By Justine DaCosta
Stout doesn't live in the past, but he does re-create pieces of history. He has been restoring pipe organs for more than 40 years and maintains them in such historic venues as the Grace Cathedral in San Francisco, where he has been the organ curator since 1960.
Born in Michigan to a theatrical family, Stout said theater has always been the focus of his life. He built his first basement theater at age 7, and by age 10 his appreciation of theater led to a fascination with pipe organs.
"I thought, 'My God, all this sound coming out of the walls,'" he said.
Hidden in the walls of old theaters and movie houses are chambers on top of chambers, sometimes several stories high, of actual instruments and pipes that replicate the sounds of instruments, used to create almost any imaginable sound or song. Each chamber contains a set of sounds, such as winds or strings, and blowers force air through the tuned pipes when the organist opens the valves by playing the keys and stops.
Stout was involved in the maintenance and restoration of pipe organs in a time when theater was thriving and thousands would fill venues such as the Fox Theater in San Francisco. Organs were a popular addition to silent movies into the 1950s, but they lost their appeal when television became popular, he said.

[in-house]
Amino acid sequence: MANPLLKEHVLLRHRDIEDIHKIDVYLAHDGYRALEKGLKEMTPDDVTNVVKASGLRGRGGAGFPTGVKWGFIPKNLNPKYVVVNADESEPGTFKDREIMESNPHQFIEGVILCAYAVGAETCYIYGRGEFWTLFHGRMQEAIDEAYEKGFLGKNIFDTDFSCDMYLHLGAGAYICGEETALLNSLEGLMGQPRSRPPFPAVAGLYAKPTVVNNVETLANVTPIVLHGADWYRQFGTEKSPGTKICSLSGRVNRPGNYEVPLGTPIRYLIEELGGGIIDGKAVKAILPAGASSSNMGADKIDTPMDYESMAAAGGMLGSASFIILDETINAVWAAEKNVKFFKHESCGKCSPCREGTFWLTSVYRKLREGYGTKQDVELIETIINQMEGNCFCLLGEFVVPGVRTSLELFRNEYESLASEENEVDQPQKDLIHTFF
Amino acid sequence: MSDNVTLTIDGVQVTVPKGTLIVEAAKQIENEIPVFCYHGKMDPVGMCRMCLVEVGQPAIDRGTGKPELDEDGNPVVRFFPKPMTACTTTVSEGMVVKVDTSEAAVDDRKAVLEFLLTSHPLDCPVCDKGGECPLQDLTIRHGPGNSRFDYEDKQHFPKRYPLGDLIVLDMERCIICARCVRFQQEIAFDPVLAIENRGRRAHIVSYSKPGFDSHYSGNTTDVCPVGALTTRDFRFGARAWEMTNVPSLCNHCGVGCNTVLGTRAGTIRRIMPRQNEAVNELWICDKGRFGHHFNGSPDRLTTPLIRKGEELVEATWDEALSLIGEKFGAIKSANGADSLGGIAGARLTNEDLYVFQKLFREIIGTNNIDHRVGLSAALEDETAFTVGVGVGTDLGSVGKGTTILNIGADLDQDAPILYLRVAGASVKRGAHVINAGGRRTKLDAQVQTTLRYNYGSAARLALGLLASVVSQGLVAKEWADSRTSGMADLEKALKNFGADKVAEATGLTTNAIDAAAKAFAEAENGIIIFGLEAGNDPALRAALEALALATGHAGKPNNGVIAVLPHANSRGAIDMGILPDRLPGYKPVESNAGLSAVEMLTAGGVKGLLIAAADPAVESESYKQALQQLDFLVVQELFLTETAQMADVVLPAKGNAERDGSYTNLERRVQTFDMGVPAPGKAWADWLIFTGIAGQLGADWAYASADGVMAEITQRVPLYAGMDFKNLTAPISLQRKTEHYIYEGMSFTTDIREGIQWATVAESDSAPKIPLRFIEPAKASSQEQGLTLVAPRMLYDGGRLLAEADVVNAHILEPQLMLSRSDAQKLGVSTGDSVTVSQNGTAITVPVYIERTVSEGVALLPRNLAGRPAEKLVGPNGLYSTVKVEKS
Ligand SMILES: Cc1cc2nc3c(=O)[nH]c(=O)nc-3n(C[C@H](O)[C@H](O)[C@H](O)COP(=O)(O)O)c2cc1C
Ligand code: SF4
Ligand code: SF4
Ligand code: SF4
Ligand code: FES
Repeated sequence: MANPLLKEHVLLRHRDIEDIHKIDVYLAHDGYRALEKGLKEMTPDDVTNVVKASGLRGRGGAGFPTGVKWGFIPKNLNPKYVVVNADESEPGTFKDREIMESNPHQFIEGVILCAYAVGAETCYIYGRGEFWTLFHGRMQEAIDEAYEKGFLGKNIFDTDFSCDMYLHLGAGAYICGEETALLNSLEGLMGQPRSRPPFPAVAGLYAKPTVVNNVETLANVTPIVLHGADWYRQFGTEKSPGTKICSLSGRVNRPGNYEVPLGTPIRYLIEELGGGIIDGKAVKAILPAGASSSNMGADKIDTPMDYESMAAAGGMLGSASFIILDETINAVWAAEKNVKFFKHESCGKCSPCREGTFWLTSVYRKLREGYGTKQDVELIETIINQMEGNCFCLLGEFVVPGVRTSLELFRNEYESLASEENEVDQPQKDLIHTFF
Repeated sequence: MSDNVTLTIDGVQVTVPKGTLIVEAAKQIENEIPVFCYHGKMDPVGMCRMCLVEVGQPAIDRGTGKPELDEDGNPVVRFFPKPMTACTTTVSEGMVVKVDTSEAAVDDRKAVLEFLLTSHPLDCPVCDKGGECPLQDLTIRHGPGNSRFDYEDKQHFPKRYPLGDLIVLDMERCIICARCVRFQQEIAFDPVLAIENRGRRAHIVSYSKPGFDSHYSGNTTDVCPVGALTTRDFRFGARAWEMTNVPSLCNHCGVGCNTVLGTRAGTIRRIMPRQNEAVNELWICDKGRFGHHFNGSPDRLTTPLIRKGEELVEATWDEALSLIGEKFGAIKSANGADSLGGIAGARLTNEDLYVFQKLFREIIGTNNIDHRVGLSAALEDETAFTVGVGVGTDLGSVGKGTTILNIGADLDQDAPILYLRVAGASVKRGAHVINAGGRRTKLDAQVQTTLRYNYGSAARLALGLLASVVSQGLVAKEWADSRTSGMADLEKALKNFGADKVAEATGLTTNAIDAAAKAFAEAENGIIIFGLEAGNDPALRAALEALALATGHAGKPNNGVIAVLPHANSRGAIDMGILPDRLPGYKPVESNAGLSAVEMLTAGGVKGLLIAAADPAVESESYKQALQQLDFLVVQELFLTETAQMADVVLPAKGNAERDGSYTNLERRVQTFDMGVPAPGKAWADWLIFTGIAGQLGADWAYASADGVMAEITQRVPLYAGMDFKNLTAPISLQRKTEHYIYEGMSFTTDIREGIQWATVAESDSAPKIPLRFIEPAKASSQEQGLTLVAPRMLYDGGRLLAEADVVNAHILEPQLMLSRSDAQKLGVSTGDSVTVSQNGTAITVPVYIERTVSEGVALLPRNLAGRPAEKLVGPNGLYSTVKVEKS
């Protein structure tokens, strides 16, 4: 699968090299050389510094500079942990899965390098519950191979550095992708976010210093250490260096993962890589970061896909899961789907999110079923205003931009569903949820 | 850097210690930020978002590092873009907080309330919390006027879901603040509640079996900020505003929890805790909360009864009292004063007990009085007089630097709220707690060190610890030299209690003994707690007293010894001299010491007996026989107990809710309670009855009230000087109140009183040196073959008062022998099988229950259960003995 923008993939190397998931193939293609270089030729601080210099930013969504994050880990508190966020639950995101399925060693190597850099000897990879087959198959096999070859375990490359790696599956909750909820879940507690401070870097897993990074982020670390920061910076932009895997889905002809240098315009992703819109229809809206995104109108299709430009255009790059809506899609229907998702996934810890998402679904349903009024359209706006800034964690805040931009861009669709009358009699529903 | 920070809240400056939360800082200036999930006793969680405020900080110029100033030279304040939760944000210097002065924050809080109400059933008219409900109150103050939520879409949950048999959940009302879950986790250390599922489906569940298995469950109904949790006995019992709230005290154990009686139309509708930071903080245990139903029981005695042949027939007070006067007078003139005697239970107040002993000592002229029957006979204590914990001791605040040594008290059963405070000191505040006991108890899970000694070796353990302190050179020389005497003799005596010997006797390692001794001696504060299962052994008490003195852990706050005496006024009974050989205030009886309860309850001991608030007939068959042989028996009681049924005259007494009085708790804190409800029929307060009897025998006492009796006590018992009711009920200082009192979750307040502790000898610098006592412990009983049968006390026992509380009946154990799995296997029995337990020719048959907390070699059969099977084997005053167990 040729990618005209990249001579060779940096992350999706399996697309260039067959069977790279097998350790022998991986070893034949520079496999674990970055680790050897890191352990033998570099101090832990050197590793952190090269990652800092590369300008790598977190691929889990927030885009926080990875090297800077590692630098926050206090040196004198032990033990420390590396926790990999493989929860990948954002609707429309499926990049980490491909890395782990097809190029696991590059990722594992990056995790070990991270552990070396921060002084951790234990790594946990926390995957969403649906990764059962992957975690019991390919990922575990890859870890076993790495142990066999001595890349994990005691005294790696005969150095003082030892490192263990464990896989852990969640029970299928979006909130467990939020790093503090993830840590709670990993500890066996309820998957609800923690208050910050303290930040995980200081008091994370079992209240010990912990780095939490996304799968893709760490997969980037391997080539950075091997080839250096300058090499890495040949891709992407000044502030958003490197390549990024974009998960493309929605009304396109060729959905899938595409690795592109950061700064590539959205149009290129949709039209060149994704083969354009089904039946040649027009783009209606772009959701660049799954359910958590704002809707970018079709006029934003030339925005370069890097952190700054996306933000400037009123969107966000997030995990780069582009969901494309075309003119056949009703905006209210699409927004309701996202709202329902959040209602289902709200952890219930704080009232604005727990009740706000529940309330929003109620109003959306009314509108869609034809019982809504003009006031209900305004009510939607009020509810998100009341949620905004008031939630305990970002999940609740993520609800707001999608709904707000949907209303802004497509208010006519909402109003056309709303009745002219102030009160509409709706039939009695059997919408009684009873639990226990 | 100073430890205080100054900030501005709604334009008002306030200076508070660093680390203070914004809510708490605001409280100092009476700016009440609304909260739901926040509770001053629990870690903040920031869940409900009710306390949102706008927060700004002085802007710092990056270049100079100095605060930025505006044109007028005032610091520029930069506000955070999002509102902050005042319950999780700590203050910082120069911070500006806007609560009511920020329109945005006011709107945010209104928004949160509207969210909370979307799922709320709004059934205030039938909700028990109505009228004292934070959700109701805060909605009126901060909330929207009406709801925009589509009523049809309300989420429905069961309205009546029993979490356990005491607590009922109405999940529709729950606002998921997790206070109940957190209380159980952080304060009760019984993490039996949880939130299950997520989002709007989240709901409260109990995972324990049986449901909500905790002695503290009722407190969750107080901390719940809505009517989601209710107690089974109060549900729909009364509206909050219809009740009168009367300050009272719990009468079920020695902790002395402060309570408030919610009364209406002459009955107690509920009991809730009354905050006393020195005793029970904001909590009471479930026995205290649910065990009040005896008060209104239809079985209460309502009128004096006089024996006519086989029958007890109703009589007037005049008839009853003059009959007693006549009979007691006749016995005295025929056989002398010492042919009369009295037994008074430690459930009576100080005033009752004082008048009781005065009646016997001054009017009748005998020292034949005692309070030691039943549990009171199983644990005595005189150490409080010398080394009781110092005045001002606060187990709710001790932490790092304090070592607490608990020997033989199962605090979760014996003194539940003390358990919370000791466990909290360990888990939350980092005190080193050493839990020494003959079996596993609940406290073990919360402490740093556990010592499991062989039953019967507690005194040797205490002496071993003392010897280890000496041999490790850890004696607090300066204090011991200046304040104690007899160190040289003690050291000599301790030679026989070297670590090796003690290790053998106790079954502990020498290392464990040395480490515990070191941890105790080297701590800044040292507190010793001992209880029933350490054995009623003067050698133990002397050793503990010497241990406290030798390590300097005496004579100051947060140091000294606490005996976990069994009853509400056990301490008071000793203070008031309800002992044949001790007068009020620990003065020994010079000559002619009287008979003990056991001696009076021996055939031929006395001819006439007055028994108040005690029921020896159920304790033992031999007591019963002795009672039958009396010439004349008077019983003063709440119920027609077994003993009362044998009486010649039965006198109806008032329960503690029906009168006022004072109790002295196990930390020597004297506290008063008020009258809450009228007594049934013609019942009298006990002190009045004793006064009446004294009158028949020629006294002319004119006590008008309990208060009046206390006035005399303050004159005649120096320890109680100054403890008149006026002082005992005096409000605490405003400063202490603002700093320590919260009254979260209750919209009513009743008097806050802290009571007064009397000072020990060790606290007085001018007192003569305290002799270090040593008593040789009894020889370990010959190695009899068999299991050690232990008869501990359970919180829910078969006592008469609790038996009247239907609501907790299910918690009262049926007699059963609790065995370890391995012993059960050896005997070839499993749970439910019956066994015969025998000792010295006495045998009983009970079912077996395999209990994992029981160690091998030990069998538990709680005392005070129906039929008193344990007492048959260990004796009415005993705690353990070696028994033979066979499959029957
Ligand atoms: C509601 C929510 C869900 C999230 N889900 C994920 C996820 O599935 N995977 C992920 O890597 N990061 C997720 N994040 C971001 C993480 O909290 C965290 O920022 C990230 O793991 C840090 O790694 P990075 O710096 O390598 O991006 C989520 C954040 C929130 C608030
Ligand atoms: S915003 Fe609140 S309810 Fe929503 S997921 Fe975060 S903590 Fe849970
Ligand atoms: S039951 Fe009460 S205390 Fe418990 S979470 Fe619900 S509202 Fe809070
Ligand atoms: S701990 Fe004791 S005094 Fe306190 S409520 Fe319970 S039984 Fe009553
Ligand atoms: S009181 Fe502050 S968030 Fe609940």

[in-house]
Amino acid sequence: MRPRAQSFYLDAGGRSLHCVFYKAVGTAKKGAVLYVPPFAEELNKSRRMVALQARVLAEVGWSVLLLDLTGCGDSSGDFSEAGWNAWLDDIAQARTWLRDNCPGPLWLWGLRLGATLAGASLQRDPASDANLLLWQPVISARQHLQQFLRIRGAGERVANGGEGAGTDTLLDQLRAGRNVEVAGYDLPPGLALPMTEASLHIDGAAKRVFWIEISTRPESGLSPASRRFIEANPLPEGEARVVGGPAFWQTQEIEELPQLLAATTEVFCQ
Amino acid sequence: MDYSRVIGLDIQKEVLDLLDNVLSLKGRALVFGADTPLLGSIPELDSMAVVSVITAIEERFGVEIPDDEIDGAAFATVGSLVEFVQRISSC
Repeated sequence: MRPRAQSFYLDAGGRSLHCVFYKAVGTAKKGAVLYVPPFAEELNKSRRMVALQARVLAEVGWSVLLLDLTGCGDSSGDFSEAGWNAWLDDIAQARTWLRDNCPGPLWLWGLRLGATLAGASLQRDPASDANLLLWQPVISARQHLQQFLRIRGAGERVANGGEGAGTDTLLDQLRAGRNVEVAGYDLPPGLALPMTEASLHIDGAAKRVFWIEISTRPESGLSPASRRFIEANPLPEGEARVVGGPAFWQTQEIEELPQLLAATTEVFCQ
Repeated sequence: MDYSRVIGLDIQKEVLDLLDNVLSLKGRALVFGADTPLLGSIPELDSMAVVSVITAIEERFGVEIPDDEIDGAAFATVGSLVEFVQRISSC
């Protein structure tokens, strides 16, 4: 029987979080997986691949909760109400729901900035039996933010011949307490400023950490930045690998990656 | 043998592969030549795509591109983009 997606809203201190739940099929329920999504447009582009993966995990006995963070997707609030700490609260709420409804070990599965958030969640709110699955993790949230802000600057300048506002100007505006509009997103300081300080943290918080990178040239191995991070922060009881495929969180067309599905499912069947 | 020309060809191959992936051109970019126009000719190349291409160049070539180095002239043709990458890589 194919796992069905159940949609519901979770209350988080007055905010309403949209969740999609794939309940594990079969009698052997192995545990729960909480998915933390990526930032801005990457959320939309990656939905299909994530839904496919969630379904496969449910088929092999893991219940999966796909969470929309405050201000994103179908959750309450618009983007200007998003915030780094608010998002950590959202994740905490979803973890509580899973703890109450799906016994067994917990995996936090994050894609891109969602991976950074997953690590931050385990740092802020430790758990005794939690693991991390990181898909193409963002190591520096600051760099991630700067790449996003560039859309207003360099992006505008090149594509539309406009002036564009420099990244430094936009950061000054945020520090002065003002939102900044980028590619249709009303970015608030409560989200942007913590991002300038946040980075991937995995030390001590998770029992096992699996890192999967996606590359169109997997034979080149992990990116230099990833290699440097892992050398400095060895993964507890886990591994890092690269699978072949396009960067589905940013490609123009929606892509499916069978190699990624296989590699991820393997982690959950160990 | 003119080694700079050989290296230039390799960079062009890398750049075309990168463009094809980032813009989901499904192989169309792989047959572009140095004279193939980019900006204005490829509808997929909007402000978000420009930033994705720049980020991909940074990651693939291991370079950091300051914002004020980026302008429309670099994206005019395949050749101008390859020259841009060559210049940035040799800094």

"It wasn't uncommon for 3,000 people (to go to the theater) a night," he said. "It was really amazing. There was an excitement to it."
In 1958 he started his own pipe organ maintenance company and had the opportunity to work on Wurlitzer organs at the Fox Theater and the Paramount in San Francisco.
Stout is part of a handful of people in the United States trained to repair pipe organs, and longtime organist David Hegarty said Stout is the best in the business.
Hegarty, the organist at the Castro Theater and the California Palace of the Legion of Honor in San Francisco, said Stout is famous for his ability to restore symphonic and theater organs to their old glory.
"His job is an art that's really dying out," he said.
"There are few that have his insight and his experience. It's a mechanical process, but it takes a discerning ear that few people have."
Stout's newest project is restoring a Wurlitzer organ for the new California Theater in San Jose. Using handmade, quality parts, Stout said he's rebuilding it the way Rudolf Wurlitzer would have in the 1920s.
Dick Taylor, a San Mateo resident, met Stout 40 years ago, when he was a child. He was Stout's unofficial apprentice for many years and is still involved in most of Stout's projects.
Taylor, who owns the organ at the Castro Theater, said theater has become seedy and that Stout's dedication to organ restoration is helping to preserve the classic theater that still exists.
"He's the so-called world expert, one of the grand masters of the organ trade," he said. "He's a real character, colorful."